Balochistan is on the boil again and precious lives continue to be lost in the province, with little or no acknowledgement that the so-called iron-hand policy being pursued there since the killing of Nawab Akbar Bugti in 2006 has delivered nothing but spiralling death and destruction.
Five handsome young men in uniform (as their posthumously published photos demonstrate) – Captain Muhammad Fahad Khan, Lance Naik Muhammed Imtiaz, Sepoy Mehran Abbas, Sepoy Asghar ud din and Sepoy Muhammad Shamoon – offered the ultimate sacrifice on December 24 alone.
The policy pursued so far has inflicted considerable pain and agony on the law-enforcement personnel and the Baloch population alike. While the paramilitary forces are armed with the ‘writ of the law’ in taking on the ‘terrorists’, the general Baloch public is furious at being treated like a hostile, alien presence on their own soil.
The tragic state of play today is rooted in the shoot-from-the-hip attitude of former military ruler General Pervez Musharraf, who received appalling counsel from a belligerent and, some say, unstable intelligence chief, a relative of his, and opted for a military operation when other options existed in 2006. Chaudhry Shujaat Husain and Mushahid Hussain Syed, seen as pro-establishment, had made considerable headway in defusing the crisis and negotiating with the tumandar of the Bugtis in his Dera Bugti home for a peaceful end to the confrontation.
The confrontation was triggered by the rape of a young woman doctor in Sui, who pointed a finger of blame at an Army captain. This enraged Nawab Bugti, because he felt he was responsible for the safety of all under his protection in the Sui-Dera Bugti area.
With Bugti demanding action against the young officer, the military ruler would not even order an inquiry, and instead declared the alleged perpetrator ‘innocent’. To this day, it isn’t clear what the general based his verdict on.
The result is what we have today – an innumerable number of young Baloch men have either been killed in firefights with the security forces or have been the victims of enforced disappearances and gone missing without a trace.
There was a time when a kill-and-dump policy was rampant, and every month a number of tortured, tormented bodies of young Baloch men, gone missing, were found dumped with their names pinned on them, in all probability as a ‘warning’ to others.
After Musharraf jettisoned the Shujaat mission and preferred an operation that killed the 79-year-old, infirm Baloch tribal leader, there was no attempt at a negotiated settlement to the simmering conflict and it was allowed to continue. In fact, up to 2006, all challenges to Islamabad-Rawalpindi rule were led by sardars and their tribal followers, and were mainly concentrated in the Bugti and Marri areas. Bugti’s killing sparked anger and insurgency elsewhere too.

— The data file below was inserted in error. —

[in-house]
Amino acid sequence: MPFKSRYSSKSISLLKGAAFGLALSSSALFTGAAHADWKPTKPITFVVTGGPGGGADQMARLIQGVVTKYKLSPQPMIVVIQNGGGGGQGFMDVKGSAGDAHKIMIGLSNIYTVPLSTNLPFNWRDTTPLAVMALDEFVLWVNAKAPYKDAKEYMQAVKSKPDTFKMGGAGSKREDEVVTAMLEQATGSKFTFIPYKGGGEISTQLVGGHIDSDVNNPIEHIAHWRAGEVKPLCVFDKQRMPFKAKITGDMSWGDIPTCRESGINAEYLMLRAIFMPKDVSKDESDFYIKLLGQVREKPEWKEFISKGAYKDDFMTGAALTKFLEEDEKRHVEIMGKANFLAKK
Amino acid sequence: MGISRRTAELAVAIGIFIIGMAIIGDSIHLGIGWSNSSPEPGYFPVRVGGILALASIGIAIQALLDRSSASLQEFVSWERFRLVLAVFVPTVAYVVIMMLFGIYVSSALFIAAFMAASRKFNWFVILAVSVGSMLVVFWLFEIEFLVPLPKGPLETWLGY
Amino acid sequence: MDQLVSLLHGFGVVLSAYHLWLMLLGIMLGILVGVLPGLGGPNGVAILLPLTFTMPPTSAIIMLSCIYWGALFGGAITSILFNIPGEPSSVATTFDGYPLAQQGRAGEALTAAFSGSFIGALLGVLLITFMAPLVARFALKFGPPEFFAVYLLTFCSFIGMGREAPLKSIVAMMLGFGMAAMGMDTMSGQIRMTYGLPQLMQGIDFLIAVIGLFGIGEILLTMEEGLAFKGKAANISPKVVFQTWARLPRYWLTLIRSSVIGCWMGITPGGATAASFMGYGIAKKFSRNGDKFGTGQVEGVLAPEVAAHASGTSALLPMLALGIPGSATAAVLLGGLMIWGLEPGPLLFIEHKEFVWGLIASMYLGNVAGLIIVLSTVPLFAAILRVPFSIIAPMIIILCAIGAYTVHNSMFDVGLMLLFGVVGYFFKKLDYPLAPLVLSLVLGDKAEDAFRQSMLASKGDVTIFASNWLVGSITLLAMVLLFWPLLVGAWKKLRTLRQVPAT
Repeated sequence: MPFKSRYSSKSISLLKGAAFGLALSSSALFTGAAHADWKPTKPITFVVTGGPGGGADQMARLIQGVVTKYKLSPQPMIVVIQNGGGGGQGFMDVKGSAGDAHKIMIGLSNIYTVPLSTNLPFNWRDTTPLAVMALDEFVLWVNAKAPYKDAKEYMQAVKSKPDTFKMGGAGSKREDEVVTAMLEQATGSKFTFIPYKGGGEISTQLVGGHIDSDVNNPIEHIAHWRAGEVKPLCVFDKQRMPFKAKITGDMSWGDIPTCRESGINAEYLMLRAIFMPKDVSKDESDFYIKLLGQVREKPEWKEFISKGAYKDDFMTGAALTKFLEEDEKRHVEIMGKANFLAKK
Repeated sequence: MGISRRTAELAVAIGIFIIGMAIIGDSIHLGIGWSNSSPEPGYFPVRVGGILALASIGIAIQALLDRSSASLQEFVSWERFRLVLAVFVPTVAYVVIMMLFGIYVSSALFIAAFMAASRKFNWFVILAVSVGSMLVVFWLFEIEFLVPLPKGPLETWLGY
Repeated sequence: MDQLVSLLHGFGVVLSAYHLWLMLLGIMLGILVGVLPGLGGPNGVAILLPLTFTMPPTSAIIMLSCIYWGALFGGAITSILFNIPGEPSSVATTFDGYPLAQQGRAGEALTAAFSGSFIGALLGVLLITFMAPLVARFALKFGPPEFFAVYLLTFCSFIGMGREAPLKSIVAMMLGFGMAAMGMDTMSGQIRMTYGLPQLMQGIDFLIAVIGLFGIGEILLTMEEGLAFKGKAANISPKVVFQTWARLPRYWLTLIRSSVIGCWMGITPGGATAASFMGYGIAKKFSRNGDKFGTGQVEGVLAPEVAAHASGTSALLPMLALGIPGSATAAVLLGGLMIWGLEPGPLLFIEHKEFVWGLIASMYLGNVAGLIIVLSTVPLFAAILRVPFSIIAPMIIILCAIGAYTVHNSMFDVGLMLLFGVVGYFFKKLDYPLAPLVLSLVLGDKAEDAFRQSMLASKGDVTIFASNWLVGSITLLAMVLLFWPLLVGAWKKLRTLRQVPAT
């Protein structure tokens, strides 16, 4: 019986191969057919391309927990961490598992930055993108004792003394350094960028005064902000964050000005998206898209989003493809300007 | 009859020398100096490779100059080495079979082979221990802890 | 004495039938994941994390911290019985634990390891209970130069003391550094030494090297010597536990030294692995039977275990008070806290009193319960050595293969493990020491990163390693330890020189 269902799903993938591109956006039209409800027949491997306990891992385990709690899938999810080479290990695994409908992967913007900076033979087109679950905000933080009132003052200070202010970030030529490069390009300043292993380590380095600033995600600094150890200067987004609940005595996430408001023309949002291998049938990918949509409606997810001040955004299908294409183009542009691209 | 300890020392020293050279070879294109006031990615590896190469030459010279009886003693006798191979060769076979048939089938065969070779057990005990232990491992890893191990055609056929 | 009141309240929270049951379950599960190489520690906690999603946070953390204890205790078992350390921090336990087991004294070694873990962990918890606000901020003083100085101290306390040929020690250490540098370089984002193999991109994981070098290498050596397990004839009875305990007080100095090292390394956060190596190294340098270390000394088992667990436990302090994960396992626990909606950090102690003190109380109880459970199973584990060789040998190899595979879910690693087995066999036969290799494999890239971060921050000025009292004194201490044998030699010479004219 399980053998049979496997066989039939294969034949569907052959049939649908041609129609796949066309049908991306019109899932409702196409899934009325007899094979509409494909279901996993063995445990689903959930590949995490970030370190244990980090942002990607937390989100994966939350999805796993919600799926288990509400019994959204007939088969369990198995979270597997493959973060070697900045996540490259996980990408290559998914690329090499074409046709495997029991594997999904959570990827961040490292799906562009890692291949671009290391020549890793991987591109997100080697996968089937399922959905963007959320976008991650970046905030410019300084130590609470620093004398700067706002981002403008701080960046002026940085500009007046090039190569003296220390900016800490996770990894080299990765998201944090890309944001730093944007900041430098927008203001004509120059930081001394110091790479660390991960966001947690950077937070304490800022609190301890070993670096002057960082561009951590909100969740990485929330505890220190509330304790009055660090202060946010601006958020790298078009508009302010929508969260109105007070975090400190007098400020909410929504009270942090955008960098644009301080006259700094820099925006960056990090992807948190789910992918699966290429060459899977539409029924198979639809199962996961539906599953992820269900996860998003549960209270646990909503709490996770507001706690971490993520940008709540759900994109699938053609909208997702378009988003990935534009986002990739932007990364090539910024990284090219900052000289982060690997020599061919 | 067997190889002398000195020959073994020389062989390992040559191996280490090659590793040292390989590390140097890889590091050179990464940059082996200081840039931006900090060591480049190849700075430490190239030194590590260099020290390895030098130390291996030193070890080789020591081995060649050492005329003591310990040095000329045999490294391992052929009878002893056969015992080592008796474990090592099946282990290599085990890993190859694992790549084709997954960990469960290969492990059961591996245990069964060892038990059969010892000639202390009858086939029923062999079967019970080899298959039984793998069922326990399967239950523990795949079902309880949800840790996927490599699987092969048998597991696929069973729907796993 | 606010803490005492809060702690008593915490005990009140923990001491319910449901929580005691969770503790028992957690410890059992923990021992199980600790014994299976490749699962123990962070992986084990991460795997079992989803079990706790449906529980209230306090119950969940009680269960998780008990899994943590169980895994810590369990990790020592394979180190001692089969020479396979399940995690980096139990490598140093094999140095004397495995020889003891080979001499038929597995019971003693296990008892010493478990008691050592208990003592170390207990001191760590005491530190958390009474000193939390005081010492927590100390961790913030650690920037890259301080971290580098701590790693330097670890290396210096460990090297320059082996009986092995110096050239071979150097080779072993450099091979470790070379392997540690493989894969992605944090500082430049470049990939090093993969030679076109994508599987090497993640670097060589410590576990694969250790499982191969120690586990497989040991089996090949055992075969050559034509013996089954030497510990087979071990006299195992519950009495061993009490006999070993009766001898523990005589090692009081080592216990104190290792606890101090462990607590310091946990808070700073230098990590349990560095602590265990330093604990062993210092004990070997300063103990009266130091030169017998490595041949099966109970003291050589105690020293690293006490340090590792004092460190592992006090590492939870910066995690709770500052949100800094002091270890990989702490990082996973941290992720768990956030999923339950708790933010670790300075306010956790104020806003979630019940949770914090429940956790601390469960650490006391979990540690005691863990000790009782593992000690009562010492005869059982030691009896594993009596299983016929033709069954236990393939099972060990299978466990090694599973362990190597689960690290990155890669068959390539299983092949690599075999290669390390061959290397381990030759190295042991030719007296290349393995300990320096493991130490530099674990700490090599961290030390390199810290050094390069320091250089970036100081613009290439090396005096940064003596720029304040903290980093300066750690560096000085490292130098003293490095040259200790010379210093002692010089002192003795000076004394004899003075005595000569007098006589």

Ironically, the ‘act tough’ policy has led to such disenchantment among the Baloch youths that today, the zone of conflict has extended way beyond the tribal belt to coastal areas, where traditionally the sardars have little influence. The militant leadership is said to have shifted into the hands of the middle class.
One attempt to cool things and deal politically with issues was made after Nawaz Sharif’s Pakistan Muslim League (N) entered into an alliance with the Hasil Khan Bizenjo-led National Party following the 2013 elections and Abdul Malik Baloch became the coalition chief minister in Quetta. Baloch was mandated to make contact, and some preliminary discussions took place between the chief minister, the Pakistan Muslim League (N)’s federal minister, retired Lieutenant general Qadir Baloch, and Brahmdagh Bugti, who was in exile in Switzerland. This triggered some optimism.
However, within weeks, Bugti complained in a television interview that he waited after the initial contact as he was willing to talk, but nobody from the government team followed up. It does not take much to figure out who was unenthusiastic about the talks and may have, in fact, vetoed them.
Over the past decade, the security policy has not delivered foolproof security. One of the main reasons has to be the alienation of large chunks of the civilian population. It is always a guerrilla tactic to provoke security forces into clamping down on civilians so as to drive a wedge between the two.
That is what has happened. I will concede it has been a long time since I have had the opportunity to travel across the beautiful land, but conversations with Baloch friends, sources and contacts of different hues make me feel truly depressed. The scenario is dismal.
A major policy flaw is that no attempt has been made to draw up even a list of reconcilable Baloch leaders/groups and tell them apart from the irreconcilables. If this is done, some movement towards talks with the former can be made as also an attempt to isolate the latter.
This article first appeared in Dawn.